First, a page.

Living in the United States has its perks. If you want to brush your teeth, you can buy a toothbrush. If you outgrow your pants, you can shop for a new pair. If you need a soy latte and a Twinkie, you can get those pretty easily, too.
America is definitely "the land of plenty," and the statistics that follow offer a glimpse of how many goods U.S. consumers use every day and how much they spend on them. The numbers may surprise you.
Go to the next page to check out the first item on our list.
If the average cost of a movie is $7, Americans spend about $26.6 million a day at movie theaters. Take that number times 365, and the industry rakes in $9.7 billion annually, which doesn't include profits from popcorn, soda sales, or DVDs.
There's a card for every occasion -- heck, there's a card for occasions you didn't even know existed! Between birthday, holiday, and "just because" cards, Americans show loved ones they care by spending $7.5 billion a year on greeting cards.
Since Levi Strauss invented blue jeans in 1873, Americans have loved the fashionable pants. Whether you're buying a pair of generic jeans at a discount store or plunking down $300 for designer denim, the blue-jeans industry is big business in the United States. Today, the average price of a pair of jeans comes to about $60, which means Americans spend about $38.5 million on denim pants every day, or $14 billion annually.
Where there's a big celebration, or a bar, there are kegs of beer. Kegs of premium beer can get into the $200 range, but we're talking about good ol' American macro-brews. These average $60 per keg, so Americans spend about $58.5 million on them. Consumers down around 356 million kegs per year, which works out to more than $21 billion per year.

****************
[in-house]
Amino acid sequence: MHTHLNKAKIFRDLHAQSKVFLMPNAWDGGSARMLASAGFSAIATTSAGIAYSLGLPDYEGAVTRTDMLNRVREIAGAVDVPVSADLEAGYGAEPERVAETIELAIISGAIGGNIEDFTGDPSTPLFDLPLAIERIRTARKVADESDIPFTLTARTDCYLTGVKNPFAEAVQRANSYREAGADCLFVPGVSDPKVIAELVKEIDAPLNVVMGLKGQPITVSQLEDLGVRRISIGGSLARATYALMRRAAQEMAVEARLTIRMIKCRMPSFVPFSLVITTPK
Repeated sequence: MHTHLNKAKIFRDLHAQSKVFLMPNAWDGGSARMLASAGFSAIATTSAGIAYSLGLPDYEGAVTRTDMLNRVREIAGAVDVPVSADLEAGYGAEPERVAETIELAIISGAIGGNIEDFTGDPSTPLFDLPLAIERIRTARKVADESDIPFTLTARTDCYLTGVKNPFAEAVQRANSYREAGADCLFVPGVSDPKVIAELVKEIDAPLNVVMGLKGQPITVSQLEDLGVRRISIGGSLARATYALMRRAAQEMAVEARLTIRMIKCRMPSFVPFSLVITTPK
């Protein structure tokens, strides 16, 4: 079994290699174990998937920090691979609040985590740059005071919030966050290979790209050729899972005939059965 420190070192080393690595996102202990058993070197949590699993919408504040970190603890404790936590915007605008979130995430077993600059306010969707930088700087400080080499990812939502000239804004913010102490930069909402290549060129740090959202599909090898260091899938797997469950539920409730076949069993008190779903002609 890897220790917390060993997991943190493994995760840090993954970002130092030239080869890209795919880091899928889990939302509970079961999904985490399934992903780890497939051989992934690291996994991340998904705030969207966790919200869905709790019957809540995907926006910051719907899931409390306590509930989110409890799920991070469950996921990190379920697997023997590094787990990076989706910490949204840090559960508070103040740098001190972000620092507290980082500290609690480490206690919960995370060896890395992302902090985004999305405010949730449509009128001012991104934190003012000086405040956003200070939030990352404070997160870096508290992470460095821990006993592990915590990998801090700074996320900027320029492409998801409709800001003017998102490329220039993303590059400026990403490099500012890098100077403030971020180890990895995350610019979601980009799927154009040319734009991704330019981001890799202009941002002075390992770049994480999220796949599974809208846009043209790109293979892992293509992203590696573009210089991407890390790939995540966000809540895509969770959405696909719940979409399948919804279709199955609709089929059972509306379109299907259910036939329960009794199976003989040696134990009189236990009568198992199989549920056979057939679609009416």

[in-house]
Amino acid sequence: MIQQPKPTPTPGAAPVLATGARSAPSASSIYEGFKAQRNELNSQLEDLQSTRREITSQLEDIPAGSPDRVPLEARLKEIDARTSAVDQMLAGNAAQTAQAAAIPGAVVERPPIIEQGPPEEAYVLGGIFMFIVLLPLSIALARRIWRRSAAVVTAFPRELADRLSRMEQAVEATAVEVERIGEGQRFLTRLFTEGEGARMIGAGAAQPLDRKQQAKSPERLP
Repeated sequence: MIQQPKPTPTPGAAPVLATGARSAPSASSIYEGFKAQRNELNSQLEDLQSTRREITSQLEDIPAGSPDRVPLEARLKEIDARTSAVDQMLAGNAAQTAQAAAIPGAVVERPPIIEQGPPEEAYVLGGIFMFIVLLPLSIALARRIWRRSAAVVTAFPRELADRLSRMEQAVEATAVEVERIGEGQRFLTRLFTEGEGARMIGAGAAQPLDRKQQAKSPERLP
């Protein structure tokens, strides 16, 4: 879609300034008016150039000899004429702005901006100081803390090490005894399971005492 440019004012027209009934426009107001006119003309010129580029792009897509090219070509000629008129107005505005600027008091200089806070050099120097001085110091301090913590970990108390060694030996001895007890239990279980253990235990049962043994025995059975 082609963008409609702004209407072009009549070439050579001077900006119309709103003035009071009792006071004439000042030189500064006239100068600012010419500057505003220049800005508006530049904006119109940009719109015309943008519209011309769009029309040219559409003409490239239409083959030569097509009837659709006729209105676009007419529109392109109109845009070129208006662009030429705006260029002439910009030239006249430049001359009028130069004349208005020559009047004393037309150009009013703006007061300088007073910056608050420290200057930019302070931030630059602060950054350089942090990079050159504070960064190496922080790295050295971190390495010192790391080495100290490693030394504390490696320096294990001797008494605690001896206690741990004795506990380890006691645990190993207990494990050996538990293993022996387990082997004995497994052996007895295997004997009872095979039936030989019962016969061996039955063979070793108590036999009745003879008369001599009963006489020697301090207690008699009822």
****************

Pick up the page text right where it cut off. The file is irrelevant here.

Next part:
Pampers has the market cornered on the needs of new parents and sells its Jumbo pack (56 diapers) for around $13. Americans spend $3.9 million a
day -- $1.4 billion a year -- keeping baby bottoms dry.
Liposuction alone boasts about 1,000 procedures a day, and Botox injections have hit the 5,000-a-day mark. Whether you're going in for a tummy tuck or an eye lift, you can expect to pay an average of $1,700 for an appointment with a plastic surgeon. This means that the American cosmetic surgery industry makes about $34 million a day or $12.4 billion every year.
Priced around $5 per can, this deodorizer for frat boys and jocks pulls in approximately $145,000 every day. Guys are spending about $53 million a year to smell nice -- and the ladies thank them for it.
The little Seattle coffee shop that could is now an internationally recognized trademark that rivals McDonald's when it comes to brand identification and customer loyalty. Americans like their Starbucks so much that the company orders around 56 million pounds of coffee beans every year.
An 18-ounce package of the iconic chocolate cookie filled with vanilla frosting is going to set a person back about $3.99. That means Americans spend nearly $818,000 every day, or about $300 million each year, on their beloved Oreos.
With huge campaigns by antitobacco activists and health organizations across the country, Americans smoke a lot less than they did in the past. Still, the tobacco industry is a juggernaut, selling more than 400 billion smokes a year. With the average cost of a pack at $3.50, the U.S. spends $70 billion a year on cigarettes.
This statistic refers to the Original Glazed variety of Krispy Kremes, served piping hot at various spots along the daily commute. If each doughnut costs 79 cents, Krispy Kreme businesses pull in more than $1.5 million a day on Original Glazed doughnuts alone. That's not including crullers, jelly-filled doughnuts, or coffee.
The iPod is essentially a portable hard drive with headphones. Apple CEO Steve Jobs and his team of savvy engineers revolutionized the entire music industry with the iPod. A 30-gigabyte iPod that holds 7,500 songs and 40 hours of video costs $249. The price goes up from there, depending on added features, or skip the video and the price goes down. Still, on average, that's about $18 million a day and more than $6.4 billion a year -- music to Apple's ears.
HowStuffWorks looks at the economics behind brunch and lunch buffets, and lets you in on five secrets of buffets.